The Nocturnal Landscape
The Nocturnal Landscape, Photographing nocturnal scenes has become somewhat of a passion of mine and I thought a quick how to would be a fun thing to do. Most of what I have learnt is through trial and error but also the internet is a huge source of information. Let look at the things I consider most important beside getting out in the field:
The Nocturnal Landscape Equipment:
Sturdy Tripod , Camera remote shutter release and camera that can shoot in bulb mode and have a reasonably good ISO quality ( Don’t be scared to push the ISO). The lens should also be of a minimum of F4 in aperture .As most of your work is in the dark , a good headlamp , torch and warm clothes………maybe even a little something like OBS that keeps you warm inside !
The Nocturnal Landscape Location:
Please consider the amount of light pollution ( man made lights from towns , roads etc) Clouds and winds are also not a good proposition. The phase of the moon will also impact on the type of landscape or star trail type image you want to capture.
Understanding the Principals – The Nocturnal Landscape:
Focusing in the dark is sometimes not easy but the solution is : The concept of hyperfocal distance is easy to understand: focus a lens at the hyperfocal distance and everything in the photograph from some near distance to infinity will be sharp. Landscape photographs are often taken with the lens focused at the hyperfocal distance; near and distant objects are sharp in the photos. Some interesting information and explanations below.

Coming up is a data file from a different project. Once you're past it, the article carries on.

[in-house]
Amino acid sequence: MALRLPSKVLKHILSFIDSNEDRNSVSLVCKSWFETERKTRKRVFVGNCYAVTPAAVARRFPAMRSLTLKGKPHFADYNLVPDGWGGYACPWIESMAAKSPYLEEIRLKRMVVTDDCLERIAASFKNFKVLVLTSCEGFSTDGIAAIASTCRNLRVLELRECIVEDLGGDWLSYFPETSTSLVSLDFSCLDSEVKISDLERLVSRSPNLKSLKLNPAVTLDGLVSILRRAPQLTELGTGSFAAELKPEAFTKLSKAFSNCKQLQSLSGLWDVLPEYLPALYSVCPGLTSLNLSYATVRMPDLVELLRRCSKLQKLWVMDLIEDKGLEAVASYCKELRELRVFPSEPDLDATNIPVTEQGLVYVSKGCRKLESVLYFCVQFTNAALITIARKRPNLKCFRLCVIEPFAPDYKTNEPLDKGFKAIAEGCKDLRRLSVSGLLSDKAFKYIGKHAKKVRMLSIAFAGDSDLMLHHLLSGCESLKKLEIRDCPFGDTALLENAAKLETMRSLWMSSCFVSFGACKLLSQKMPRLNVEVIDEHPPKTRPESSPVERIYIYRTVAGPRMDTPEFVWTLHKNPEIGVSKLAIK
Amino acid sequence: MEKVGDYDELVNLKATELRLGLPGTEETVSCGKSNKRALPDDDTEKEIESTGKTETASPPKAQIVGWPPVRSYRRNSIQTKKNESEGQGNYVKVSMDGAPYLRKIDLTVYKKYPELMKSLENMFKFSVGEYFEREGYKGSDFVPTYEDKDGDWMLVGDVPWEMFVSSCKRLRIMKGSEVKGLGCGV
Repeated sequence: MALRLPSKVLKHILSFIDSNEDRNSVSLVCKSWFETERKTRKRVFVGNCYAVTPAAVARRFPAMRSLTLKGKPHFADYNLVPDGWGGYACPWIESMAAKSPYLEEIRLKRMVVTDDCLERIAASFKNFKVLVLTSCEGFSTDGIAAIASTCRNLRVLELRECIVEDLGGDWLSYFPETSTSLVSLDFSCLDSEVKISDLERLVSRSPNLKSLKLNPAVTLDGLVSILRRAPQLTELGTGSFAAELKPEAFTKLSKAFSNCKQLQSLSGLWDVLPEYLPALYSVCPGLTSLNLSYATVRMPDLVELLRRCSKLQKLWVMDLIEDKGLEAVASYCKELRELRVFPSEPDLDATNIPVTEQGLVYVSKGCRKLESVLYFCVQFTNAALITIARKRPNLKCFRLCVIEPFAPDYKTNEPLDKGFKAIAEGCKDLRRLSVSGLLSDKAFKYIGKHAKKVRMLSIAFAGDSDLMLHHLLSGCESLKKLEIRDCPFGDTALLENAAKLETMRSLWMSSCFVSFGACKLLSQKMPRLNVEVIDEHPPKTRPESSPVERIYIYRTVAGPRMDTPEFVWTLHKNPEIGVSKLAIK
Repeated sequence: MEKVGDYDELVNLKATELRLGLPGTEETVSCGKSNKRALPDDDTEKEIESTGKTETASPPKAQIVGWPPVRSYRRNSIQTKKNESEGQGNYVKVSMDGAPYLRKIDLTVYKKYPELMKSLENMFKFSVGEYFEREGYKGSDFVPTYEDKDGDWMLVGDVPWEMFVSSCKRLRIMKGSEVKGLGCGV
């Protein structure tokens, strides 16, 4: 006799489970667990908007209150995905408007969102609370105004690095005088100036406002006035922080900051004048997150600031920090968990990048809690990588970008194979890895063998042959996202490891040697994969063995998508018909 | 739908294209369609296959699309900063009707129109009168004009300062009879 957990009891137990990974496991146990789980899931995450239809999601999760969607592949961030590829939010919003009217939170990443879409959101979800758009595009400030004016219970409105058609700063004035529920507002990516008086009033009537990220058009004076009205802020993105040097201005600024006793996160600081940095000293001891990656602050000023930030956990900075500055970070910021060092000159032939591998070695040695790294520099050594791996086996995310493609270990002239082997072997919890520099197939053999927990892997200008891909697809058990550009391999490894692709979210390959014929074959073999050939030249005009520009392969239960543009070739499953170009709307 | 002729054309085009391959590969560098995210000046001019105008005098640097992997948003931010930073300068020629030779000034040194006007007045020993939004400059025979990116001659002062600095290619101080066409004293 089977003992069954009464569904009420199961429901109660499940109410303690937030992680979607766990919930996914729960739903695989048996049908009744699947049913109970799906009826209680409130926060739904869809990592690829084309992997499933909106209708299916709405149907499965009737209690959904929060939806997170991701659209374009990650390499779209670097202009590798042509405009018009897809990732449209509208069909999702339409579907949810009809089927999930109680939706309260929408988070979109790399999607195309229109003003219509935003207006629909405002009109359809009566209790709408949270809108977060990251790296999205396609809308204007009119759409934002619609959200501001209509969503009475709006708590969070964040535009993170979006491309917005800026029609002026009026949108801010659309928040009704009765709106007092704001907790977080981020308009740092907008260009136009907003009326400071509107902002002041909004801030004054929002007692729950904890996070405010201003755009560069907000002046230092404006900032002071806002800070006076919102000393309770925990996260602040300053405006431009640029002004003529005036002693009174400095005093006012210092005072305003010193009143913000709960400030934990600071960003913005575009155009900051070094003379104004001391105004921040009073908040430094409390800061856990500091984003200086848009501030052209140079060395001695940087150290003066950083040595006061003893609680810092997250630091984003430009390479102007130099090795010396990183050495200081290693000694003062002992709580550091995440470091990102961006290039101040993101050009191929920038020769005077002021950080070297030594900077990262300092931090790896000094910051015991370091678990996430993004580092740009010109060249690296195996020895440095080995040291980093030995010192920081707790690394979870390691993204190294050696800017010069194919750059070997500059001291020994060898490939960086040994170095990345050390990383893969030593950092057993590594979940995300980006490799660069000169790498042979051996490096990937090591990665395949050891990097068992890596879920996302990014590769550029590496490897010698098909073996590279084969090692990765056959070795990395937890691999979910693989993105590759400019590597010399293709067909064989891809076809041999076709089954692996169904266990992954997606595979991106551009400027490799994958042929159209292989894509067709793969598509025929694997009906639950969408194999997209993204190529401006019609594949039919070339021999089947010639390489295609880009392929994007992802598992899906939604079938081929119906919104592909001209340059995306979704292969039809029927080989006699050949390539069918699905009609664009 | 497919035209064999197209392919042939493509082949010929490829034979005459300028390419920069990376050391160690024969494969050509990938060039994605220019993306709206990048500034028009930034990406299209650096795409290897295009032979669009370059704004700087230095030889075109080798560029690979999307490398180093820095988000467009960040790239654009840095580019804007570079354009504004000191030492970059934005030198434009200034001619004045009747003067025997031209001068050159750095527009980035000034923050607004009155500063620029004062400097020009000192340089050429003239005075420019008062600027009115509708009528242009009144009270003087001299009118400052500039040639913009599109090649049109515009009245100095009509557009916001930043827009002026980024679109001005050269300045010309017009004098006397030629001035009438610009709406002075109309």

The last basic tool would be how to calculate exposure time to either have no movement in the stars or to create the well-known star-trails effect. I use the 500 Method or the 600 Method to do this. The simple formula for 35mm ( full frame) format is 600 / (Focal Length) = Maximum Exposure Time.
So, for example, if you’re shooting with a 24mm lens the math would be: 600/24mm = 25 seconds. This means that with a 24mm lens any exposure of longer than 25 seconds will show the stars as streaks rather than points of light.
Using a 50mm lens according to the formula (600/50=12) a 12 second exposure was the maximum that wouldn’t show star streaking. And sure enough, even the few seconds more used for this exposure starts to show slight streaking. For use on a camera body with a crop sensor , convert the focal length to what it is in reality , eg a 50 mm lens on a 1.5 crop sensor would be 75mm on a full frame body.
I hope you enjoyed this tutorial and hope you will tag me in your posts on social media. @andrewaveley on IG and @andrewaveleyphotography on Facebook,